The Whispering Forest (Doctor Who) Audio CD – Audiobook, 31 Aug 2010
- Choose from over 13,000 locations across the UK
- Prime members get unlimited deliveries at no additional cost
- Find your preferred location and add it to your address book
- Dispatch to this address when you check out
Frequently bought together
Customers who bought this item also bought
Enter your mobile number or email address below and we'll send you a link to download the free Kindle App. Then you can start reading Kindle books on your smartphone, tablet, or computer - no Kindle device required.
To get the free app, enter your mobile phone number.
What other items do customers buy after viewing this item?
Top customer reviews
This is the second in a trilogy featuring this line up, following on from Cobwebs (Doctor Who). Although there is a running story that follows on from that one this one almost stands on it's own and those who haven't heard cobwebs should have no trouble getting into it.
It runs for four episodes, spread over two discs, and each episode is twenty five to twenty seven minutes in length.
The story sees the TARDIS land in the middle of a forest on a strange world. The four travellers are quickly separated and soon find that humans live on the planet. In fear of strange beings called the takers. Their settlement has strange legends, and the people are obsessed with body hygiene. Danger also comes from within as an ambitious lady makes a power play. Can the Doctor survive that and find out the secret of this planet?
In many ways this ia a very typical story. The Doctor investigating a strange world and finding a leader who is unsure of themselves and also having to deal with would be leaders who don't trust him at all. The Lady who is chief of these characters - the one making the power play - can be fantastically irritating at points but some very good scenes of character do make her into a very believable villain with plausible motivations.
And the slow uncovering of what's going on here is most intriguing. The obsessive cleanliness of the humans and the fact that Turlough's hair colour spells danger for him being interesting plot points that make you desperate to find out what the truth is.
All of the characters are used well, and after spending most of cobwebs arguing it's nice that Tegan gets to do different things here.
A perfect recreation of it's era and an interesting and entertaining listen. A very strong entry in the range.
Although it does stand mostly on it's own it does end with a very good cliffhanger. The third of the trilogy The Cradle of the Snake (Doctor Who) will reveal what happens next.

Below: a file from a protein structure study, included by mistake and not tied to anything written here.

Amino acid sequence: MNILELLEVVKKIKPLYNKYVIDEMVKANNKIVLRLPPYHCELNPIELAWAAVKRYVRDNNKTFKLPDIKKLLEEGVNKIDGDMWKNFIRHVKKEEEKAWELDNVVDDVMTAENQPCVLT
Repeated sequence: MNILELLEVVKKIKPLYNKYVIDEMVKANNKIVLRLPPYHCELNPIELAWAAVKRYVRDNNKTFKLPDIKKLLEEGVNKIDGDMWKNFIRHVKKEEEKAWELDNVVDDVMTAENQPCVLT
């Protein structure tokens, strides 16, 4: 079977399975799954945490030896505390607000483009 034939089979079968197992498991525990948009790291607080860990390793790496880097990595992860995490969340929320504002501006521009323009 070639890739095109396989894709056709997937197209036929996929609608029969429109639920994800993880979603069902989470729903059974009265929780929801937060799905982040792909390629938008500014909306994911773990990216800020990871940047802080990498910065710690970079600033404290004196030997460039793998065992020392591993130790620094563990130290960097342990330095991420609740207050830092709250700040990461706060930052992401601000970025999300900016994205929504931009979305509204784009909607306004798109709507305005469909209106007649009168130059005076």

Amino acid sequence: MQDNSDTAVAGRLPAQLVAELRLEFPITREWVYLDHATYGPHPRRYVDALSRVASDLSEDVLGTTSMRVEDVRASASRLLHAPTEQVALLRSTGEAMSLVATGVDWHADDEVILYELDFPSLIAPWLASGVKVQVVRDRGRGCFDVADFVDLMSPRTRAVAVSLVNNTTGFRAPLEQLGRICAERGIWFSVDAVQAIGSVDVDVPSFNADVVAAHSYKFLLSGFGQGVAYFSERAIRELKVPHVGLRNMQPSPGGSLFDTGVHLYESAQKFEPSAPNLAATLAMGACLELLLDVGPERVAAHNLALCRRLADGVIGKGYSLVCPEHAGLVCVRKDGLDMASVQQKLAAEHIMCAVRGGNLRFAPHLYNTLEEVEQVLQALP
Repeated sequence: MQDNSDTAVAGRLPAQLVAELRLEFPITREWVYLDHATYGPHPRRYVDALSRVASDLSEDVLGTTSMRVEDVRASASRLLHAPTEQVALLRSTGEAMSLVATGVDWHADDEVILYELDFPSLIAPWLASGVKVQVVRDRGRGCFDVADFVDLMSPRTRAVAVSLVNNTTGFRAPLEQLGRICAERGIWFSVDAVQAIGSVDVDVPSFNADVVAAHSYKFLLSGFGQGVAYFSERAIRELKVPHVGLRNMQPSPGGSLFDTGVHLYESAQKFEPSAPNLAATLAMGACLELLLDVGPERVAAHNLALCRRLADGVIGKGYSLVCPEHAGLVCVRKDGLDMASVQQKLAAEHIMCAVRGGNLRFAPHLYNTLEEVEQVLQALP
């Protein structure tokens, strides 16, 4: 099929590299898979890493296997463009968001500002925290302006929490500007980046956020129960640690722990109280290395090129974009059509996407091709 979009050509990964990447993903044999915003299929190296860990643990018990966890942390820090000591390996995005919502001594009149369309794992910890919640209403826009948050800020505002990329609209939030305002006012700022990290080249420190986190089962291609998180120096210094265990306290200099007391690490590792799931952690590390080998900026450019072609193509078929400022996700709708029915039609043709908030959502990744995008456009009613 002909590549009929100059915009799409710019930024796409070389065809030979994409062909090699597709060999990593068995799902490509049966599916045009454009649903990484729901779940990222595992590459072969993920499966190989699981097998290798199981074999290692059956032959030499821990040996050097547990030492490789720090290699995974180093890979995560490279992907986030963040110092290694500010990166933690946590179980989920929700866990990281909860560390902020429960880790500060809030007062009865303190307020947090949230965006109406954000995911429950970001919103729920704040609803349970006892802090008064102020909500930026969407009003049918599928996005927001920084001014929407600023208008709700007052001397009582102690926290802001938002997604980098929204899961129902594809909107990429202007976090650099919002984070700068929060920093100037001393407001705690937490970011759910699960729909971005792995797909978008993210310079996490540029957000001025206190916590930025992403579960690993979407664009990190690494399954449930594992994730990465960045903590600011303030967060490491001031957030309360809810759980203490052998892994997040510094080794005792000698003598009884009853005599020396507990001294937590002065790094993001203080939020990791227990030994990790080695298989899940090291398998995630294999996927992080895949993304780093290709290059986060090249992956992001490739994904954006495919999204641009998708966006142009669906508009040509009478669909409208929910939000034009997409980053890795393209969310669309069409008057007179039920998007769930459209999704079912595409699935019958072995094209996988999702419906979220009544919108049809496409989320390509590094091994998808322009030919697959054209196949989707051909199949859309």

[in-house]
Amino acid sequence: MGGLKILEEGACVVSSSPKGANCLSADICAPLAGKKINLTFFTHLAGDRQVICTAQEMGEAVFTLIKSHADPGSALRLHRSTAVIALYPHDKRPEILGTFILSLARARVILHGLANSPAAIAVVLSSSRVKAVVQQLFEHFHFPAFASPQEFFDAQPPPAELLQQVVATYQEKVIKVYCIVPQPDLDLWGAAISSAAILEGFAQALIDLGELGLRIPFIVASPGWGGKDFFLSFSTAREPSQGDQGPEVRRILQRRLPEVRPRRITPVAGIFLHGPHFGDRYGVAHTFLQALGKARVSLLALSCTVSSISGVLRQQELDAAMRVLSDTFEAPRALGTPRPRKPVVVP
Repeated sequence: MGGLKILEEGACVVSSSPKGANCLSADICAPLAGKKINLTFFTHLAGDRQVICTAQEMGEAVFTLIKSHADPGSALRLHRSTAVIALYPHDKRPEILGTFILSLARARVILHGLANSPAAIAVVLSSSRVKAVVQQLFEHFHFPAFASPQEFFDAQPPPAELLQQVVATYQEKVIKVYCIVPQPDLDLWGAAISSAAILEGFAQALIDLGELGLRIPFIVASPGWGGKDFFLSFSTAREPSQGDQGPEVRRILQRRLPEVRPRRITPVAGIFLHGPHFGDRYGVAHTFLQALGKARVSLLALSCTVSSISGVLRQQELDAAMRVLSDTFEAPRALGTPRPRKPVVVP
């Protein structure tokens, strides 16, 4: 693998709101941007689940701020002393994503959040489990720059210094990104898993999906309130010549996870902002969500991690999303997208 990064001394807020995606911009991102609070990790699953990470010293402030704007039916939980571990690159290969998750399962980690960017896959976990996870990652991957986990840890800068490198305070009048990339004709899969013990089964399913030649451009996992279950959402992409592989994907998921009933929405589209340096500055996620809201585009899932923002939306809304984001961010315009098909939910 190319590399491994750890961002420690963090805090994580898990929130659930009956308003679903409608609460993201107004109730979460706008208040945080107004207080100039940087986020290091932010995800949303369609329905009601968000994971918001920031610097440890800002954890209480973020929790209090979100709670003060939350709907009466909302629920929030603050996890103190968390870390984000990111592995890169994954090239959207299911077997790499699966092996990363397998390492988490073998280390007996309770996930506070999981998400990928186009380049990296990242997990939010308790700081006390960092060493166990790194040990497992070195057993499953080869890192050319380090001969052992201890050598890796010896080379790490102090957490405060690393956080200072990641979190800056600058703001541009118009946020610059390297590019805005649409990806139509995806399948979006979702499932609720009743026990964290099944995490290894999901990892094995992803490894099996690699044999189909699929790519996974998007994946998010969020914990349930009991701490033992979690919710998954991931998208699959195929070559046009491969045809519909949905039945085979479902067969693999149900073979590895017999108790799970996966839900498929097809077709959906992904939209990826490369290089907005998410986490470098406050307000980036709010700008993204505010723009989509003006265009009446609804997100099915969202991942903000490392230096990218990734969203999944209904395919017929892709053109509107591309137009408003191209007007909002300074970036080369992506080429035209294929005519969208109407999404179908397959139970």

A trailer for that can be found at the start of disc one.
Roughly six minutes worth of the music from the story can be found at end of that disc.
And roughly fifteen minutes of interviews with cast and crew, containing some interesting talk about the writing of this story, are at the end of disc two.
This is a really clever story; it unfolds very carefully, as the Doctor pieces together things from the perspective of the settlement and its history, and we hear the Takers at their own work far from the settlement. The ‘history’ of this world, and how these peoples’ lives have now become so distorted from their original purpose, is very interesting, and very intriguing to hear. The story itself becomes one of a clash of cultures, and a search for power. The Doctor must keep himself and his companions safe, and try to help the people of Purity Bay find a new balance in their civilisation.
I liked the elements that made up the story; the ‘Rules’, the settlement, the machinery that they have access to, the Takers, the ‘shades’. It’s all very well put together, and makes for a most intriguing story. Sue Wallace as Mertil, Paul Shelley as Jestan and Hayley Atwell as Seska particularly stand out in the great supporting cast; and it’s great to hear the whole Tardis crew back together again.
The Fifth Doctor is firing on all cylinders here; Tegan and Turlough have reached an uneasy truce, and Nyssa is as calmly knowledgeable as ever. The travelling companions arrive in the middle of a fractured community on the curiously named planet Purity; who are the ethereal `Shades' and why are they spiriting away sick and injured people? Why are the inhabitants of Purity so obsessed with hygiene and why does The Doctor's name cause such consternation and interest..?
Stephen Cole's script is terrific and the cast rise to it admirably. With excellent support from Sue Wallace as the deranged Mertil, and Four to Doomsday's Paul Shelley as the naïve Jestan, the four principals provide what must be their best performances to date, and the trilogy is nicely set up at the end of disc two when an old adversary and ancient evil rears its scaly head once more...
Would you like to see more reviews about this item?
Most recent customer reviews
Look for similar items by category